Shooting 32, the combined low score at the Masters

(AP/1995/Dave Martin)

Shooting 32, the combined low score at the Masters

PGA Tour

Shooting 32, the combined low score at the Masters

Greg Norman and Nick Price might share the course record for shooting 63 at the Masters, Price in the third round in 1986 and Norman in the first round in 1996. Both shot 33-30, but neither player ever won a green jacket.

But 63 pales in comparison to the ultimate, historical course record at Augusta National: 32. That’s the cumulative low score on each hole. That’s right, 40 under par. Every par 4 has been eagled, every par 5 has been double-eagled and every par-3 has seen at least one hole-in-one. So there are 14 2s on the card and four 1s.

The only likely way that 32 will ever been beaten is if a player drives a par 4 and finds the cup. The most likely hole for that is No. 3, which will play at 350 yards this year – definitely within the wheelhouse of some of the bombers in the field, especially downwind. No other par 4 on the course plays under 400 yards.

And while making an eagle on any hole is cool, imagine doing it twice in one event on the same par 4. Jack Nicklaus, 55 years old at the time, accomplished that in 1995, making eagle on the par-4 fifth in the first and third rounds. The hole played 435 yards, and Nicklaus holed out a 5-iron in the first round and a 7-iron in the second (pictured above). Even the Olden Bear was special.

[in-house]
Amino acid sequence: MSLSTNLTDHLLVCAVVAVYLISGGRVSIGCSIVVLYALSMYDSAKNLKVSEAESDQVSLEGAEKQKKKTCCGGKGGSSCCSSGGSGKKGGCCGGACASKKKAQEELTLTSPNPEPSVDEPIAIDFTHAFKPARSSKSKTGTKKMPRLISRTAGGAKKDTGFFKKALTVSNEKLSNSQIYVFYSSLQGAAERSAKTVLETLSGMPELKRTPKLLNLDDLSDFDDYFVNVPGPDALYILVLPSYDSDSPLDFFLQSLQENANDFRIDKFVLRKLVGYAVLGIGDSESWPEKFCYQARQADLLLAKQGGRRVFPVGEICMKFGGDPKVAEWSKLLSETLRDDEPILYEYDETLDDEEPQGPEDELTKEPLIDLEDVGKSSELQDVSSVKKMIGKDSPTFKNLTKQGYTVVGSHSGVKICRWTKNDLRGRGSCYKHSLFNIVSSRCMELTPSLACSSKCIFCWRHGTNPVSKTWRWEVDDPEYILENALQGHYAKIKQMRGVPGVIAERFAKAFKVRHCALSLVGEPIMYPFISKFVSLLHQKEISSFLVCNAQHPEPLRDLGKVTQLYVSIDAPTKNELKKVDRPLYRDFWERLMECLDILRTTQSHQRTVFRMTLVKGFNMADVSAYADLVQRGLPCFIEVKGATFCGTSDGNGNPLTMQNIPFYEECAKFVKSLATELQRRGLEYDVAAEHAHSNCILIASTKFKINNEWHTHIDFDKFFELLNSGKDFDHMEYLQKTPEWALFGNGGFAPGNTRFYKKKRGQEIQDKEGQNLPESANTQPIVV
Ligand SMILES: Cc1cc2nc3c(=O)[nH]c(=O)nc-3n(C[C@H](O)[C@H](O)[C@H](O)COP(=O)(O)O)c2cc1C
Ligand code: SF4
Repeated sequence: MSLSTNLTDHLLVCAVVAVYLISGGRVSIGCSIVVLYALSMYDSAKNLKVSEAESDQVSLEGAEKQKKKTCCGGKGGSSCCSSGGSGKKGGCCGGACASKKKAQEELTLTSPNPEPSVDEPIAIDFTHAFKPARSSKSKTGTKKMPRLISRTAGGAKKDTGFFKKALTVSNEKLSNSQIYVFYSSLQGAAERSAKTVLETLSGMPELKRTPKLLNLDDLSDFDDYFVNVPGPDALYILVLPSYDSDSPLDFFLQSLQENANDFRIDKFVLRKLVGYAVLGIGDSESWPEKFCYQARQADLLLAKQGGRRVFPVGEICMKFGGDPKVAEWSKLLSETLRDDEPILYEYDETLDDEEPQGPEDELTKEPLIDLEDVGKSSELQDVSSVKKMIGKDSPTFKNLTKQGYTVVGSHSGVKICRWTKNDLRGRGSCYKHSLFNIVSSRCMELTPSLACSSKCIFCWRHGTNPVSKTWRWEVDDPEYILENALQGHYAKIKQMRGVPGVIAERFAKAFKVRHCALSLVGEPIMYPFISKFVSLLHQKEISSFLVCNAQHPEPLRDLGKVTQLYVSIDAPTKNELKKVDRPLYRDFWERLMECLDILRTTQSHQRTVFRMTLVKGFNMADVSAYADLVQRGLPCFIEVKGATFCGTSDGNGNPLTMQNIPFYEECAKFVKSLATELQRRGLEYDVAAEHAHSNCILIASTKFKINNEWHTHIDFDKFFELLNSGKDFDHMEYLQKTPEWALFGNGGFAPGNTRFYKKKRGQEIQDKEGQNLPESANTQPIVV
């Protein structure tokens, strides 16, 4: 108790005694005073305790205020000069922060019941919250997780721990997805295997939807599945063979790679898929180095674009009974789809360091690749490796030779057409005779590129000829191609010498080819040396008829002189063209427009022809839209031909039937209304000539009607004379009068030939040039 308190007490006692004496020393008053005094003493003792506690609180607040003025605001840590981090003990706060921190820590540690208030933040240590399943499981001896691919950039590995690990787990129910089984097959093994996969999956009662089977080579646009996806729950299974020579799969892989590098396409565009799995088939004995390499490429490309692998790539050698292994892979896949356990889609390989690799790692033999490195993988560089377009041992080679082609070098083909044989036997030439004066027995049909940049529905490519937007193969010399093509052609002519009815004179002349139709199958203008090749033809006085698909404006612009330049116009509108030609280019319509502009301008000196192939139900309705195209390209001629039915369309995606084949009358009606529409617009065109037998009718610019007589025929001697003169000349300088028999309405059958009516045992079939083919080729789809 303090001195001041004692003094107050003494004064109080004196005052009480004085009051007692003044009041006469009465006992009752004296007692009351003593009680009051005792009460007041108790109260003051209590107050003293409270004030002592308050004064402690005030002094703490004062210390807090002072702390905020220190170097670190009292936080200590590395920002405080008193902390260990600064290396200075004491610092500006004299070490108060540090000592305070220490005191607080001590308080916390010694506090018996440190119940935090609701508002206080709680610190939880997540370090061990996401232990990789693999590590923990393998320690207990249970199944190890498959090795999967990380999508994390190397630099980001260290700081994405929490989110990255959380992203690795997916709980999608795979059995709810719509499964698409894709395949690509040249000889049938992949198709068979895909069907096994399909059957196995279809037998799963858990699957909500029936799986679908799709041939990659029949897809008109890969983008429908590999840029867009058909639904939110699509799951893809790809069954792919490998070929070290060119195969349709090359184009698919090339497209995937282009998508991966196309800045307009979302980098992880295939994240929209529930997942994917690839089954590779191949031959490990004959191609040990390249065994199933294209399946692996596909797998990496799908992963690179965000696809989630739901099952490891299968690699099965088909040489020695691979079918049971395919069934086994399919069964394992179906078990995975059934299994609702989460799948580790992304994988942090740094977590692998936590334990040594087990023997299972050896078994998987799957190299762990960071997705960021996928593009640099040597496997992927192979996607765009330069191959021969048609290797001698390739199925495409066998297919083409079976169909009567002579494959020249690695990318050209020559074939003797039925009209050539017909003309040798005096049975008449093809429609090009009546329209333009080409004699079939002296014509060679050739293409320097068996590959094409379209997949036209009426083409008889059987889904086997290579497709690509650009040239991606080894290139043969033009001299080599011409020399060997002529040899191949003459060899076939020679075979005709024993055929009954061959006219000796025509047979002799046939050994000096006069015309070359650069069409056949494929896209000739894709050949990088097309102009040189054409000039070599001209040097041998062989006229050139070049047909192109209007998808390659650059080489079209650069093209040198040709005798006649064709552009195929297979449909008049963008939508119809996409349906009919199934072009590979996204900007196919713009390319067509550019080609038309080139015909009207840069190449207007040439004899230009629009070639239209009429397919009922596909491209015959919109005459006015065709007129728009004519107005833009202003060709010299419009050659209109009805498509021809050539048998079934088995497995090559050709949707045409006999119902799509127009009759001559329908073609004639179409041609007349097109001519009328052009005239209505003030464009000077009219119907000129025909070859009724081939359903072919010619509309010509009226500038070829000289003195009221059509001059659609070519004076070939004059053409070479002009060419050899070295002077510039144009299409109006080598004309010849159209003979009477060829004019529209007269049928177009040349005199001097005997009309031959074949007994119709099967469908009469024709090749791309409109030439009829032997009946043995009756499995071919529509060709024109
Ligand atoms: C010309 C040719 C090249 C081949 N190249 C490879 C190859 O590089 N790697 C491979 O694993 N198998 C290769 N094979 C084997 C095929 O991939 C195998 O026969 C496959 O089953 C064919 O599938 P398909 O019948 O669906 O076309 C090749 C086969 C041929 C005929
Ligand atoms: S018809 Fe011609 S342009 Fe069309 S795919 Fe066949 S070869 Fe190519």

Brett Ogle came close to that in 1993. He made eagle on the par-4 third in the first round, then another on the par-4 14th in the third round.

Any eagle at Augusta earns the player two pieces of crystal drinkware. Holes-in-one are worth a large crystal bowl.

Here’s a look at the low scores on each hole, and the players who shot them:

 

Latest

More Golfweek
Home